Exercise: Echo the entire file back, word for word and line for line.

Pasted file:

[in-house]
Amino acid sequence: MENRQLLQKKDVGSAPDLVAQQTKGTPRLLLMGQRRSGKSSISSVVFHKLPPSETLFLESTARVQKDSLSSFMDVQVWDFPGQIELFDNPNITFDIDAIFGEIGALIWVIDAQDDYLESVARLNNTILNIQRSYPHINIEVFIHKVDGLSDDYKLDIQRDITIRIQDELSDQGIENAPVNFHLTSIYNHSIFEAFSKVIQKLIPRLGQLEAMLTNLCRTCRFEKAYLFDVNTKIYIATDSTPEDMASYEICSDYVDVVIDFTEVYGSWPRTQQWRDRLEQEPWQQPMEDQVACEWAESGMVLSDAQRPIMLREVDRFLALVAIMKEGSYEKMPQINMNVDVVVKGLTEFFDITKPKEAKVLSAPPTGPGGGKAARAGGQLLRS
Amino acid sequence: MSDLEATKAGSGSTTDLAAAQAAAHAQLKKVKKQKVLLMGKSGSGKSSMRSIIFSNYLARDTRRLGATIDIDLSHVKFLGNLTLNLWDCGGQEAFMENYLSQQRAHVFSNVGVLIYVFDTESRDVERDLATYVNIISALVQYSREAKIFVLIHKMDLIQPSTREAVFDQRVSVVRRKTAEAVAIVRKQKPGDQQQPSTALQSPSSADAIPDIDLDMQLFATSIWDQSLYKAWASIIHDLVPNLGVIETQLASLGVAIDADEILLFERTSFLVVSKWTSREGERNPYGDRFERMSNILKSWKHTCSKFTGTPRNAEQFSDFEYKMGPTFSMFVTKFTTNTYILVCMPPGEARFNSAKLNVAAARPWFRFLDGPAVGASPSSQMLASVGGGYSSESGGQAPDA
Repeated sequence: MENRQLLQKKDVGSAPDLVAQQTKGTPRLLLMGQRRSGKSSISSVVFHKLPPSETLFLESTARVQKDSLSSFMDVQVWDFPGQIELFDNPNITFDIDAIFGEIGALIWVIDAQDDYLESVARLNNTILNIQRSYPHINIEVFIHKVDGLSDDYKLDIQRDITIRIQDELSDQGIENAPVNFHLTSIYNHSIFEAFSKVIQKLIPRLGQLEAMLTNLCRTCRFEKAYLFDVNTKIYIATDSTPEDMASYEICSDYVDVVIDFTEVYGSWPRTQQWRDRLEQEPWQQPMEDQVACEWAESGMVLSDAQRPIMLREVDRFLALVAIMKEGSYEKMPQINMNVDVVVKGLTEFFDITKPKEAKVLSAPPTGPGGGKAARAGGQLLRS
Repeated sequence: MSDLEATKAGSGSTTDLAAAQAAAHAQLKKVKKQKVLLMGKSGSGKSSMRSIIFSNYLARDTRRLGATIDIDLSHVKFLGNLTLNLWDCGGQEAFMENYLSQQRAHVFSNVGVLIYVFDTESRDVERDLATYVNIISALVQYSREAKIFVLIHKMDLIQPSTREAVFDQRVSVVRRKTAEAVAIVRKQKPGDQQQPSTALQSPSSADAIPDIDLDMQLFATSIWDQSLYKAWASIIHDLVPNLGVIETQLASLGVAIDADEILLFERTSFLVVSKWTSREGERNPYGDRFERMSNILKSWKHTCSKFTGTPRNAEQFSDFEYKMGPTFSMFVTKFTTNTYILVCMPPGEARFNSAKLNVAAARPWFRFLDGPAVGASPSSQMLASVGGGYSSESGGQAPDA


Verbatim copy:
[in-house]
Amino acid sequence: MENRQLLQKKDVGSAPDLVAQQTKGTPRLLLMGQRRSGKSSISSVVFHKLPPSETLFLESTARVQKDSLSSFMDVQVWDFPGQIELFDNPNITFDIDAIFGEIGALIWVIDAQDDYLESVARLNNTILNIQRSYPHINIEVFIHKVDGLSDDYKLDIQRDITIRIQDELSDQGIENAPVNFHLTSIYNHSIFEAFSKVIQKLIPRLGQLEAMLTNLCRTCRFEKAYLFDVNTKIYIATDSTPEDMASYEICSDYVDVVIDFTEVYGSWPRTQQWRDRLEQEPWQQPMEDQVACEWAESGMVLSDAQRPIMLREVDRFLALVAIMKEGSYEKMPQINMNVDVVVKGLTEFFDITKPKEAKVLSAPPTGPGGGKAARAGGQLLRS
Amino acid sequence: MSDLEATKAGSGSTTDLAAAQAAAHAQLKKVKKQKVLLMGKSGSGKSSMRSIIFSNYLARDTRRLGATIDIDLSHVKFLGNLTLNLWDCGGQEAFMENYLSQQRAHVFSNVGVLIYVFDTESRDVERDLATYVNIISALVQYSREAKIFVLIHKMDLIQPSTREAVFDQRVSVVRRKTAEAVAIVRKQKPGDQQQPSTALQSPSSADAIPDIDLDMQLFATSIWDQSLYKAWASIIHDLVPNLGVIETQLASLGVAIDADEILLFERTSFLVVSKWTSREGERNPYGDRFERMSNILKSWKHTCSKFTGTPRNAEQFSDFEYKMGPTFSMFVTKFTTNTYILVCMPPGEARFNSAKLNVAAARPWFRFLDGPAVGASPSSQMLASVGGGYSSESGGQAPDA
Repeated sequence: MENRQLLQKKDVGSAPDLVAQQTKGTPRLLLMGQRRSGKSSISSVVFHKLPPSETLFLESTARVQKDSLSSFMDVQVWDFPGQIELFDNPNITFDIDAIFGEIGALIWVIDAQDDYLESVARLNNTILNIQRSYPHINIEVFIHKVDGLSDDYKLDIQRDITIRIQDELSDQGIENAPVNFHLTSIYNHSIFEAFSKVIQKLIPRLGQLEAMLTNLCRTCRFEKAYLFDVNTKIYIATDSTPEDMASYEICSDYVDVVIDFTEVYGSWPRTQQWRDRLEQEPWQQPMEDQVACEWAESGMVLSDAQRPIMLREVDRFLALVAIMKEGSYEKMPQINMNVDVVVKGLTEFFDITKPKEAKVLSAPPTGPGGGKAARAGGQLLRS
Repeated sequence: MSDLEATKAGSGSTTDLAAAQAAAHAQLKKVKKQKVLLMGKSGSGKSSMRSIIFSNYLARDTRRLGATIDIDLSHVKFLGNLTLNLWDCGGQEAFMENYLSQQRAHVFSNVGVLIYVFDTESRDVERDLATYVNIISALVQYSREAKIFVLIHKMDLIQPSTREAVFDQRVSVVRRKTAEAVAIVRKQKPGDQQQPSTALQSPSSADAIPDIDLDMQLFATSIWDQSLYKAWASIIHDLVPNLGVIETQLASLGVAIDADEILLFERTSFLVVSKWTSREGERNPYGDRFERMSNILKSWKHTCSKFTGTPRNAEQFSDFEYKMGPTFSMFVTKFTTNTYILVCMPPGEARFNSAKLNVAAARPWFRFLDGPAVGASPSSQMLASVGGGYSSESGGQAPDA